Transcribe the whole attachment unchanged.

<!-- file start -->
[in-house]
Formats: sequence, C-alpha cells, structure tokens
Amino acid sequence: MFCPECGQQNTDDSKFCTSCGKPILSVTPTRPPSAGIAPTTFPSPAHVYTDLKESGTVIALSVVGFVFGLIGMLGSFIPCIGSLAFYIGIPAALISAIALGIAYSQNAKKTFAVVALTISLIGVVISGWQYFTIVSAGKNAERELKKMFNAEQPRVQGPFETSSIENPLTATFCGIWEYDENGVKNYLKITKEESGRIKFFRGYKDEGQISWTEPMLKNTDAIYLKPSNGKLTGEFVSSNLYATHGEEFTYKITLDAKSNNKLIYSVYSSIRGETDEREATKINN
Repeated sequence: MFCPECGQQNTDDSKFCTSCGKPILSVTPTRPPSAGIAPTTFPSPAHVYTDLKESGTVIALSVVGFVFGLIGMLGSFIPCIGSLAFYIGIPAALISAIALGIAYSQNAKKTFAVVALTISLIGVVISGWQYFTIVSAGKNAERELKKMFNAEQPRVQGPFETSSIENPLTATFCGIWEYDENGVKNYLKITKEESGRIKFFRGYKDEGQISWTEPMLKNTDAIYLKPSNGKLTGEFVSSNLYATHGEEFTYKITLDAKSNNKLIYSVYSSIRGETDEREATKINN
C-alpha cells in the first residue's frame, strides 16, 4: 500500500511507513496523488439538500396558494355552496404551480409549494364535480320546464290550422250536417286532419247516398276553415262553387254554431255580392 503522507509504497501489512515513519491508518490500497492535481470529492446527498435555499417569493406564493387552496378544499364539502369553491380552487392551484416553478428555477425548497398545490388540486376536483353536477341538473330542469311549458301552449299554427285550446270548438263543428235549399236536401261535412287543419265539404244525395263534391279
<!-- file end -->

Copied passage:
[in-house]
Formats: sequence, C-alpha cells, structure tokens
Amino acid sequence: MFCPECGQQNTDDSKFCTSCGKPILSVTPTRPPSAGIAPTTFPSPAHVYTDLKESGTVIALSVVGFVFGLIGMLGSFIPCIGSLAFYIGIPAALISAIALGIAYSQNAKKTFAVVALTISLIGVVISGWQYFTIVSAGKNAERELKKMFNAEQPRVQGPFETSSIENPLTATFCGIWEYDENGVKNYLKITKEESGRIKFFRGYKDEGQISWTEPMLKNTDAIYLKPSNGKLTGEFVSSNLYATHGEEFTYKITLDAKSNNKLIYSVYSSIRGETDEREATKINN
Repeated sequence: MFCPECGQQNTDDSKFCTSCGKPILSVTPTRPPSAGIAPTTFPSPAHVYTDLKESGTVIALSVVGFVFGLIGMLGSFIPCIGSLAFYIGIPAALISAIALGIAYSQNAKKTFAVVALTISLIGVVISGWQYFTIVSAGKNAERELKKMFNAEQPRVQGPFETSSIENPLTATFCGIWEYDENGVKNYLKITKEESGRIKFFRGYKDEGQISWTEPMLKNTDAIYLKPSNGKLTGEFVSSNLYATHGEEFTYKITLDAKSNNKLIYSVYSSIRGETDEREATKINN
C-alpha cells in the first residue's frame, strides 16, 4: 500500500511507513496523488439538500396558494355552496404551480409549494364535480320546464290550422250536417286532419247516398276553415262553387254554431255580392 503522507509504497501489512515513519491508518490500497492535481470529492446527498435555499417569493406564493387552496378544499364539502369553491380552487392551484416553478428555477425548497398545490388540486376536483353536477341538473330542469311549458301552449299554427285550446270548438263543428235549399236536401261535412287543419265539404244525395263534391279